Are Your Affairs in Order? Setting Up A Lasting Power Of Attorney (LPA)

Executing A Lasting Power Of Attorney

What is a LPA?

A LPA is a legal document that is put in place by you to appoint the people you choose to act as your attorneys. Your attorneys will have the legal authority to deal with your affairs and make decisions for you. This will be very useful should you lose mental capacity in the future and be unable to deal with these affairs and make those decisions yourself.

What are the different types of LPA?

There are two types of LPA. These are separate documents so you will need to decide whether you want to put in place either one or both. The two types of LPA are:

  • Property & Financial Affairs LPA: Your attorneys will make decisions about and deal with your legal and financial affairs.
  • Health & Welfare LPA: Your attorneys will make decisions on your behalf in relation to your health and welfare including whether or not to receive medical treatment.

Generally speaking, your attorneys will have complete authority to make all decisions about your financial and/or health and welfare matters as you would normally make for yourself. Therefore it is important to think carefully about who you want to appoint as your attorneys as you will be giving them a great deal of responsibility. You should only appoint people who you have a very high level of trust in.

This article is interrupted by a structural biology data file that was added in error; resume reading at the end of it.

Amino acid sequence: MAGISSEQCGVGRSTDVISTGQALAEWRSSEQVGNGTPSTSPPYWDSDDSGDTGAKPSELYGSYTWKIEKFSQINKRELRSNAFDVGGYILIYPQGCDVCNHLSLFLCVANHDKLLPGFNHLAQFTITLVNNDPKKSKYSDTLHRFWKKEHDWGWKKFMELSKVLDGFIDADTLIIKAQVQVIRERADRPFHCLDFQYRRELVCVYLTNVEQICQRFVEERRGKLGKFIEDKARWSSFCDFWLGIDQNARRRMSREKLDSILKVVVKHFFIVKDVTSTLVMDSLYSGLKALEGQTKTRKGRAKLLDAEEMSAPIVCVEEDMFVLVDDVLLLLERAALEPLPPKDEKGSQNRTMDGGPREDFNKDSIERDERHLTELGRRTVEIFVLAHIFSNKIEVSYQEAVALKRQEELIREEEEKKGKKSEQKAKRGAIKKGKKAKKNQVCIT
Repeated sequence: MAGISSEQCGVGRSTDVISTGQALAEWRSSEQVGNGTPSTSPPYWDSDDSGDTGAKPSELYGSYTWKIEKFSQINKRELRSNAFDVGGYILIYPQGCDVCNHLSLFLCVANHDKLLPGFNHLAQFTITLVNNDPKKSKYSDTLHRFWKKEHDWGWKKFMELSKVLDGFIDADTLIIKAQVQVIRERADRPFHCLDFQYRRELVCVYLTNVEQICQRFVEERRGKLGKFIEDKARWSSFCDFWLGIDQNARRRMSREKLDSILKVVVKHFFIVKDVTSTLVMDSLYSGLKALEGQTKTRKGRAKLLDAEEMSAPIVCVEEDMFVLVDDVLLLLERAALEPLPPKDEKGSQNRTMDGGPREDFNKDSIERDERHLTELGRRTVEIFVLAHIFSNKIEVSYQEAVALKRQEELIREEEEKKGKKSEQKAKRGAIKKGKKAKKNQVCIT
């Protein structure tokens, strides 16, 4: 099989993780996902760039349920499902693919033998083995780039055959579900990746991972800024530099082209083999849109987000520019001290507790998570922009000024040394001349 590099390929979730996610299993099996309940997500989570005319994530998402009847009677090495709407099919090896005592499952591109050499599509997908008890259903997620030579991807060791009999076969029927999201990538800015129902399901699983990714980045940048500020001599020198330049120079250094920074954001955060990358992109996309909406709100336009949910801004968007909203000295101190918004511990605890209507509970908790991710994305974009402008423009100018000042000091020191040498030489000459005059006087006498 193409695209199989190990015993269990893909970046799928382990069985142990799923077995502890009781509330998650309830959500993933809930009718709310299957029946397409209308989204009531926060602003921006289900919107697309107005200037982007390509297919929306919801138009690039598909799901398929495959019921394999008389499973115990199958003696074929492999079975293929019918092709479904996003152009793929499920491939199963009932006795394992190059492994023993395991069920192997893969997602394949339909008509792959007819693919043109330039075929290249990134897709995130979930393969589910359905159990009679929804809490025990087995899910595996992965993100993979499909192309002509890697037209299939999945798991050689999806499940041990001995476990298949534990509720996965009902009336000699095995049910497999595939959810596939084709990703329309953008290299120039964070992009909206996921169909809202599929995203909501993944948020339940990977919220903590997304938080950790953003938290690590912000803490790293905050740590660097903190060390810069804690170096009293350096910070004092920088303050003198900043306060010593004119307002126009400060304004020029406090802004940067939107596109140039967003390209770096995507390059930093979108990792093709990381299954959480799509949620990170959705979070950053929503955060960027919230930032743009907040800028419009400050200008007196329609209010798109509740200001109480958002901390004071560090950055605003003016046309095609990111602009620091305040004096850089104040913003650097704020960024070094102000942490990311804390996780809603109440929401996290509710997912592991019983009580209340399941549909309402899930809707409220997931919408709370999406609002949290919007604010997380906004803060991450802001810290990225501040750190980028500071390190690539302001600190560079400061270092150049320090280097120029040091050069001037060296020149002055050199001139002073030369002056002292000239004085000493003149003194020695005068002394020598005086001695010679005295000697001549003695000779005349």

Your attorneys must always act in your best interests and will be able to make decisions about and deal with the following:

Property & Financial Affairs

  •  Accessing all of your financial information;
  • Operating your bank accounts (depositing funds, withdrawing funds, moving funds around);
  • Buying and selling property on your behalf;
  • Insuring your property;
  • Dealing with your pensions;
  • Making investments on your behalf;
  • Paying your bills and care fees;
  • Sorting out your tax affairs; and
  • Applying for welfare benefits (e.g. Attendance Allowance).

Health & Welfare

  • Accessing information about your health and your medical records;
  • Arranging for you to receive medical, dental or optical treatment;
  • Where you should live (including moving into a care home);
  • Making decisions about your day-to-day care;
  • Liaising with social workers and care home staff on your behalf;
  • Making decisions about what medical treatment you are to receive;
  • Whether you are to receive life-sustaining treatment or not; and
  • Making appeals or complaints about your care or treatment.

The role of the Court

All LPAs must be registered with the Office of the Public Guardian (OPG) before they can be used by your attorneys. The OPG have strict requirements that must be satisfied before the LPA is registered and a particular signing procedure must also be followed.

As a result of this, mistakes in the preparation of LPAs can be easily made. Given that at present, it can often take four to five months for LPAs to be registered and that errors made may extend this timeframe, it is crucial to ensure that LPAs are drafted accurately. Any errors made could also cause difficulties when your attorneys try to use the LPA and may also mean that your wishes are not reflected.

Putting a LPA in place – things to consider:

1. Your personal details and your attorney’s personal details – If either your or your attorneys’ personal details are entered into the LPA incorrectly (e.g. an incorrect date of birth or a former name is used), institutions such as banks may not permit your attorneys to make decisions for you in relation to that asset. Please note that if your address or your attorney’s address changes after the registration of the LPA, you will be required to notify the OPG of the change of address, but it will not prevent your LPA from being effective.